NGPF Fellows: Personal Finance Student of the Year Award 2020-2021, Part 1
Each year, NGPF Fellows can award an "NGPF Personal Finance Student of the Year" scholarship to a student who has demonstrated outstanding contributions in their personal finance class. This week we're kicking things off with 3 winners who describe the value of a personal finance course and its impact on their lives. We'll continue to showcase new winners each week right here on the blog throughout the coming summer weeks!
Students are selected based on the following criteria:
- Student has taken a personal finance class in the 2020-2021 school year that was taught by the NGPF Fellow who nominated them
- Student demonstrated outstanding performance or improvement in the class based on participation/academic excellence/passion for the subject matter
Congratulations this week go out to:
Student: Thomas Currier
Teacher: Jacqueline Prester
School: Mansfield High School, Mansfield, MA
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“The value of a personal finance class is more than initially meets the eye. Before taking personal finance, I didn’t know much about anything that we learned while in class. The class gave me a true advantage in life. It's an early pathway to the real world, and what it entails. It allows students to be prepared for the future, and it gives students the possibility of being prepared prior to being an adult, which their parents most likely weren’t granted the same opportunity while they were in school. I learned so much in this class which I probably would have learned through trial and error otherwise, just as numerous others who hadn’t taken this class have done before me. I learned things that ranged from student debt and college preparation to paying bills and doing taxes, and so much more. After taking personal finance, I have gotten a debit card, I’m working towards getting a job, and I’ve been looking deeper into my future possibilities, especially the possibility of college. I hope to do more with the knowledge I gained from this class soon, but I know that in the long run I will be able to apply what I’ve learned, so I’m relieved to know it was worth it. So overall, the value of personal finance to me is beyond bigger than I could’ve ever thought."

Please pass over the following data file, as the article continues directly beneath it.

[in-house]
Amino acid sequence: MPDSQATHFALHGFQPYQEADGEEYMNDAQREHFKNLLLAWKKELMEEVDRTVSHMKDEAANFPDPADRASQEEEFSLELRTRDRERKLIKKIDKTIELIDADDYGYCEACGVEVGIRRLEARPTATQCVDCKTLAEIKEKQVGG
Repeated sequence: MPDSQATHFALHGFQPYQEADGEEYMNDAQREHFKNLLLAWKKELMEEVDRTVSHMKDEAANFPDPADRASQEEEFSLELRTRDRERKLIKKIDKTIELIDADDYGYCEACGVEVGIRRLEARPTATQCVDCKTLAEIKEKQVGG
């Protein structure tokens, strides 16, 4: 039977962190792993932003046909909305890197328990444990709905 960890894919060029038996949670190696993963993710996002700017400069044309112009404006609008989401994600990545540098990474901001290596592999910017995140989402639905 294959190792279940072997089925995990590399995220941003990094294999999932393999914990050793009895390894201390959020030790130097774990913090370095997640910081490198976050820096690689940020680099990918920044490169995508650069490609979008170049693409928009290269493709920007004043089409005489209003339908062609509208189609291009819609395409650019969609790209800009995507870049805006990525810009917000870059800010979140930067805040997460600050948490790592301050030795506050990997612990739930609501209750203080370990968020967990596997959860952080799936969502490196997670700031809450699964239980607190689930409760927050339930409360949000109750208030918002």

Student: Sophia Posada
Teacher: Adam Cole
School: Needham High School, Needham, MA
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“The personal finance class put many topics and common real world terms we’ve heard from our parents, tv, or social media into context for people my age. Topics such as banking, investing, mortgages, tuition, credit scores, insurance, and resumes seemed like boring things we hear our parents mention in passing or worry or lecture about. To have an understanding about how personal finance does actually affect me, what it is, how it works, how we can manage this very important aspect of life is very liberating and empowering. Taking this class combined with getting my drivers license makes me feel ready for an exciting future as I enter adulthood. I feel I can intelligently contribute to financial conversations with my parents when it applies to me, and I no longer dread dealing with financial issues because I now have a better grasp of them.